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Teachers Say NY is "Charting the Course" Too Fast

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 By Charles Lane/Craig Eicher, Contact
March 7, 2007

Many of New York's top teachers and school superintendents think some extra study time is needed when it comes to Governor Spitzer's plan to add 150 new charter schools statewide. Robert Lowry, deputy director with the Superintendent's Council, says the total number of proposed schools is too high to properly scrutinize, and he thinks the risk of charter failure will rise.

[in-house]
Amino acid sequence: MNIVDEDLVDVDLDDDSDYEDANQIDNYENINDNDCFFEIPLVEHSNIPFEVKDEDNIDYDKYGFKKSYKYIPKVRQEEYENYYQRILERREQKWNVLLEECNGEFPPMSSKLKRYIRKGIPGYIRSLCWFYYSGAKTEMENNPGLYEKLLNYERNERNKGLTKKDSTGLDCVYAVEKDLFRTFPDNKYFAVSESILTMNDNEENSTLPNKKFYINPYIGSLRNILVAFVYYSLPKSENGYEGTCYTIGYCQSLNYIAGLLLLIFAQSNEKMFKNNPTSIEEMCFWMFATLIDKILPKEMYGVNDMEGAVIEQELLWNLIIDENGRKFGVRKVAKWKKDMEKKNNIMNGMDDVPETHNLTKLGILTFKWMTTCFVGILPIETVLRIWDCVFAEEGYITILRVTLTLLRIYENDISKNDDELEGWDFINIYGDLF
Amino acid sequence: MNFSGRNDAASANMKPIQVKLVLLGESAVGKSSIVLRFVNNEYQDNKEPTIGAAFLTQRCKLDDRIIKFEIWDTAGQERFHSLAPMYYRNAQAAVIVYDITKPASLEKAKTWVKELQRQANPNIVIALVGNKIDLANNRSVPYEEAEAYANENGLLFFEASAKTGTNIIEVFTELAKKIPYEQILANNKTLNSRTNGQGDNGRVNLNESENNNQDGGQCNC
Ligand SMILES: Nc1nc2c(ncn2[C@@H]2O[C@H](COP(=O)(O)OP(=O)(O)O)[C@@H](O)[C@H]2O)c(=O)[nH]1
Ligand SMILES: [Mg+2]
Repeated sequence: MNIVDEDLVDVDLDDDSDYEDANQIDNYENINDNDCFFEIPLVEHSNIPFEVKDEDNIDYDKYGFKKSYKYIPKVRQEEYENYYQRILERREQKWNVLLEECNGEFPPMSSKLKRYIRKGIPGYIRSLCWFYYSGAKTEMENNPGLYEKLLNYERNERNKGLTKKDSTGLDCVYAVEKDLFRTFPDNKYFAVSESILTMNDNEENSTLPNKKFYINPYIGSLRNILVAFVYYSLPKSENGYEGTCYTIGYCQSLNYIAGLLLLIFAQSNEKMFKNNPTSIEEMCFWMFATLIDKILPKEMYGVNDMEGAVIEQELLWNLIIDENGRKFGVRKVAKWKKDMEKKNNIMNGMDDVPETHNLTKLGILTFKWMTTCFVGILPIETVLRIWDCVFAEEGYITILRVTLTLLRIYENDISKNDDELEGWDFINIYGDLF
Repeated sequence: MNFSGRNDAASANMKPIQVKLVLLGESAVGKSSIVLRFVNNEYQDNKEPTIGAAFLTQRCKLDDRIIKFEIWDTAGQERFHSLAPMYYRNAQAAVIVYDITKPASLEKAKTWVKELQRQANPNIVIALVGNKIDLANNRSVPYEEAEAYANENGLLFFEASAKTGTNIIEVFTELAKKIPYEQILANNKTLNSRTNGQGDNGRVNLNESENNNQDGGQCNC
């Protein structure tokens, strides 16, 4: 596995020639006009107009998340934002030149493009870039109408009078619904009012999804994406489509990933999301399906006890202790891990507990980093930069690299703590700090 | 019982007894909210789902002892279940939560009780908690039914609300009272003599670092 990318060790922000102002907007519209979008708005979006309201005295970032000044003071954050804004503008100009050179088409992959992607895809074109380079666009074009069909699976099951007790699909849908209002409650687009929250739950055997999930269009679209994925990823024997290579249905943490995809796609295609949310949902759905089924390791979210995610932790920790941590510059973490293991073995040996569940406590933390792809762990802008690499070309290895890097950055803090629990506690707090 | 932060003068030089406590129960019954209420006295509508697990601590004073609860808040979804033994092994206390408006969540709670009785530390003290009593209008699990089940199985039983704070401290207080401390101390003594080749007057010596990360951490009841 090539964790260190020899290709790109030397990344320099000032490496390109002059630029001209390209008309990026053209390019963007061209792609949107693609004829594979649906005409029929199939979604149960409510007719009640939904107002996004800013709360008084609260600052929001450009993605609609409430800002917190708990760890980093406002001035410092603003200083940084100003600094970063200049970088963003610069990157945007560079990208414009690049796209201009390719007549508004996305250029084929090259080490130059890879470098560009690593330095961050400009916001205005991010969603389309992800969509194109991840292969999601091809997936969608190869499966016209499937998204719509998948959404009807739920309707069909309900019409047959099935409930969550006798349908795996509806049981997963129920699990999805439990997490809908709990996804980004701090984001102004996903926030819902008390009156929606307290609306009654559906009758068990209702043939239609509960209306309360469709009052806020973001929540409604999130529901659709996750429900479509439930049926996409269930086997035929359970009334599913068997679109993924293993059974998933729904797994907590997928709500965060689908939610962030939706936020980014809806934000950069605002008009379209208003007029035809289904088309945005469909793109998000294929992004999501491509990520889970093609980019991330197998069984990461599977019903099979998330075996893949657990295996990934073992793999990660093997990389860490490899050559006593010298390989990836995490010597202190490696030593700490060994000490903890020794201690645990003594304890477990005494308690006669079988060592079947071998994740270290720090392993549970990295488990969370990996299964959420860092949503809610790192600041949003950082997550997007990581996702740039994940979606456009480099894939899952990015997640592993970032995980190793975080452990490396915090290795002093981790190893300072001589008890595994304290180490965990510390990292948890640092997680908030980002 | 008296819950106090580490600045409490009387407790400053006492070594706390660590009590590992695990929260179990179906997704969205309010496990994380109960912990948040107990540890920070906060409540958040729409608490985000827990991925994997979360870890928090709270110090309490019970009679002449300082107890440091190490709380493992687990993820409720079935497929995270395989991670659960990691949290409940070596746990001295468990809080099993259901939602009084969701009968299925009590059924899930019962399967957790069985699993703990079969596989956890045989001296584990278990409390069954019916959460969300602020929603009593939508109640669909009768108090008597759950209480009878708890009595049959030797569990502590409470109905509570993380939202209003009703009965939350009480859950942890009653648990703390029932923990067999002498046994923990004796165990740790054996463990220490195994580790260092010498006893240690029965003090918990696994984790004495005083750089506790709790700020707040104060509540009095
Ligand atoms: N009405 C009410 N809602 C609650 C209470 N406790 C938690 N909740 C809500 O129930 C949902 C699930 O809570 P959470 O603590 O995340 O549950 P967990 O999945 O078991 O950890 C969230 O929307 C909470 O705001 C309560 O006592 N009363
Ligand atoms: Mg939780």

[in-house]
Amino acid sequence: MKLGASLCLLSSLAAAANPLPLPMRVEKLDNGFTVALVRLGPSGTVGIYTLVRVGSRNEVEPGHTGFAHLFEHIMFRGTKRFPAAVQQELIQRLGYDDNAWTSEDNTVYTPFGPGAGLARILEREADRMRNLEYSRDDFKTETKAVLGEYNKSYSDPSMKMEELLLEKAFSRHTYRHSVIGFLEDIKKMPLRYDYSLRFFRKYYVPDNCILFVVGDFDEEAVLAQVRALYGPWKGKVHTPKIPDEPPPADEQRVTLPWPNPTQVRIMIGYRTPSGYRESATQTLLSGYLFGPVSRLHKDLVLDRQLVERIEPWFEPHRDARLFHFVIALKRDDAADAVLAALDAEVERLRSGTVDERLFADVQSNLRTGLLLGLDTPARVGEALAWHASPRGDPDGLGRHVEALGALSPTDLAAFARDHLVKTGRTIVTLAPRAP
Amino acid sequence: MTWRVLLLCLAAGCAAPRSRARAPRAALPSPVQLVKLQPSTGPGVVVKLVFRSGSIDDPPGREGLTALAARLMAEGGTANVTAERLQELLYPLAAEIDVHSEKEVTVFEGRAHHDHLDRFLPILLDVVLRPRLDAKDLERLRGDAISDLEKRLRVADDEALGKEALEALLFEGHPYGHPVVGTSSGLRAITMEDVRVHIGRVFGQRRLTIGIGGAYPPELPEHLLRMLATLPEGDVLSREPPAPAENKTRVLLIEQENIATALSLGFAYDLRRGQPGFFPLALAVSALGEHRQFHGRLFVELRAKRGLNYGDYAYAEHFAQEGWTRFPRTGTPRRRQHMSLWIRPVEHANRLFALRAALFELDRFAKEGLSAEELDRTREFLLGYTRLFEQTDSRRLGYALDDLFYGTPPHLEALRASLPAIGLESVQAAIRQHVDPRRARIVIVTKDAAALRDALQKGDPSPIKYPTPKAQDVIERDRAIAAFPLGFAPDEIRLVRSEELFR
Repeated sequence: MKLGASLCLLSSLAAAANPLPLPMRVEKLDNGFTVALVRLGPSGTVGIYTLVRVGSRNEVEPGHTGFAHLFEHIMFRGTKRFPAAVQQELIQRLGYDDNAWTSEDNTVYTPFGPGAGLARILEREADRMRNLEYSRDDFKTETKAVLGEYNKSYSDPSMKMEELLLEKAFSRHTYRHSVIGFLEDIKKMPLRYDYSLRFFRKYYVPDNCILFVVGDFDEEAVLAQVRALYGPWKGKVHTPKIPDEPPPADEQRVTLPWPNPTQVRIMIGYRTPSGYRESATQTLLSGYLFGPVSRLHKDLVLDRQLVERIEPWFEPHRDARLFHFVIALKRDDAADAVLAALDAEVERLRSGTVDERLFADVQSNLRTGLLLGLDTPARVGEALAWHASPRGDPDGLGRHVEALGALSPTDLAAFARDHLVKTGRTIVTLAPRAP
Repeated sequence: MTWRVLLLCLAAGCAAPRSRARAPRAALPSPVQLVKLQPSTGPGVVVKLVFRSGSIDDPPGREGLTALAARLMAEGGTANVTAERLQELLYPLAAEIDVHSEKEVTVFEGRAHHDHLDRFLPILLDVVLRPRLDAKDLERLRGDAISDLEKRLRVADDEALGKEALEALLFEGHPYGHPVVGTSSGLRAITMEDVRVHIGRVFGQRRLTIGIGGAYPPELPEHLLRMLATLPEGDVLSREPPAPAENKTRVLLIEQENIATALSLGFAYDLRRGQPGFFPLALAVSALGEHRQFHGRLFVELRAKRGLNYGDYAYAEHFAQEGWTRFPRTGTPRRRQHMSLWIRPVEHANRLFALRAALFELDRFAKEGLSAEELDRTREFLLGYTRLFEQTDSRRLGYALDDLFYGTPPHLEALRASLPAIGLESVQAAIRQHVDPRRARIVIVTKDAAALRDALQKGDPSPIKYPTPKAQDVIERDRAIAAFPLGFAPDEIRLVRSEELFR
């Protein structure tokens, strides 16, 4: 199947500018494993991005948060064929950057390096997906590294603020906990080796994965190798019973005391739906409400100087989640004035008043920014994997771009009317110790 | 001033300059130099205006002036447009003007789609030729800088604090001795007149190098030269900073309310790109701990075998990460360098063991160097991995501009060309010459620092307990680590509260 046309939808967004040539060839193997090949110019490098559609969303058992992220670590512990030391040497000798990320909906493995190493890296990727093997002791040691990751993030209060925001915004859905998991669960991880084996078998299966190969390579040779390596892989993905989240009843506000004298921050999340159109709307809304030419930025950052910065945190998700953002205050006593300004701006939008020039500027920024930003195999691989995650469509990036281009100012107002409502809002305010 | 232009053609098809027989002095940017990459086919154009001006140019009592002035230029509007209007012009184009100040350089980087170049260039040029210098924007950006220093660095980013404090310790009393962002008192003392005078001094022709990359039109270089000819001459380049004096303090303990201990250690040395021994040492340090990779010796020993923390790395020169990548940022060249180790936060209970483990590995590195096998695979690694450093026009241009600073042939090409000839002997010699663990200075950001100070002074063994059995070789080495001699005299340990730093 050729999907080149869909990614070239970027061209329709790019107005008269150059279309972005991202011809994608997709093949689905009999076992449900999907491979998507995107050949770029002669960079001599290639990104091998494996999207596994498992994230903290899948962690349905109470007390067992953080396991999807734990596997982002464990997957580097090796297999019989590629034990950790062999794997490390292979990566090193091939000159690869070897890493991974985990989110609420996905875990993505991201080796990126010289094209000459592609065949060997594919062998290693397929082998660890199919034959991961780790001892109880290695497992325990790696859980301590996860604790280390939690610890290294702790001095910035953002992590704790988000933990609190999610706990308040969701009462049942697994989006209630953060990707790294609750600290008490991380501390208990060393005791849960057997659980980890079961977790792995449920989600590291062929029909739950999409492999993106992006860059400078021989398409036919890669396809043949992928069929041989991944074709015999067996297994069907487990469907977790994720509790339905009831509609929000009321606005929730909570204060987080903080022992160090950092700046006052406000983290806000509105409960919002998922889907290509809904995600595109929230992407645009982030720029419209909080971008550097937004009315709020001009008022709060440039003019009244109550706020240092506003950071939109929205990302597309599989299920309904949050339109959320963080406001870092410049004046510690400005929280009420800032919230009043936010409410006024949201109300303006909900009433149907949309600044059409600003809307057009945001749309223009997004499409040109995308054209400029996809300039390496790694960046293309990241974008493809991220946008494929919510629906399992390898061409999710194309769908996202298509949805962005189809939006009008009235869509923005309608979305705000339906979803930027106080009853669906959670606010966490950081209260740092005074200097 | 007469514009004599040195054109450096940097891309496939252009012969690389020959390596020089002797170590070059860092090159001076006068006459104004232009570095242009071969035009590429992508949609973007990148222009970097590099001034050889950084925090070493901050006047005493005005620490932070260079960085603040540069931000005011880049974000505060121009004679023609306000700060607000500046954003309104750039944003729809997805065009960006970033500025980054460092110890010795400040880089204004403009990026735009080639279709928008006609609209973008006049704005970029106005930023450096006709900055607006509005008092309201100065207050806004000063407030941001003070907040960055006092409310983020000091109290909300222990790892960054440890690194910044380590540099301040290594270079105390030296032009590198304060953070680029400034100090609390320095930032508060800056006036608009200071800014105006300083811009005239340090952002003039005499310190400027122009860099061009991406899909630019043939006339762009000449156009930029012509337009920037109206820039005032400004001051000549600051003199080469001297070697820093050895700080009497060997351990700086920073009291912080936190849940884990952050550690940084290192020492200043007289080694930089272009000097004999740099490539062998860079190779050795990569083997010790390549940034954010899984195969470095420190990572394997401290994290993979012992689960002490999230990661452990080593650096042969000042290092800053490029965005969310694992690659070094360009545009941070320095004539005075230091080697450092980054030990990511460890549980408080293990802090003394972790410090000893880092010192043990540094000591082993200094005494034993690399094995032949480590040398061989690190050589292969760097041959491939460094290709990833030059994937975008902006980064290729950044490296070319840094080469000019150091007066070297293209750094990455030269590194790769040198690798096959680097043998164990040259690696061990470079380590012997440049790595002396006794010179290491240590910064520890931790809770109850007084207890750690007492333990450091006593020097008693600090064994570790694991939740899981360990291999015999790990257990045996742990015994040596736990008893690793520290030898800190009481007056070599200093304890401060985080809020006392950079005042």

"The Jump from 100 to 150 just seems like such a big jump that it doesn't do enough to encourage prioritization and careful review."

Lowry adds, when charters fail, public schools have to make room for the extra students. That is after the public schools budgets were cut when the charter schools opened.

New York State United Teachers president Richard Iannuzzi says, even though many think charter schools mean "choice," parents might be surprised about what they give up with that "choice."

"Taxpayers have always been able to vote on how those dollars are spent. They have no say about the charter school. New York charter schools have to prove success every five years, or they are shut down, and that has happened."

Governor Spitzer says he wants to increase the number of charter schools to give parents more choice and let the "market" improve the educational system.

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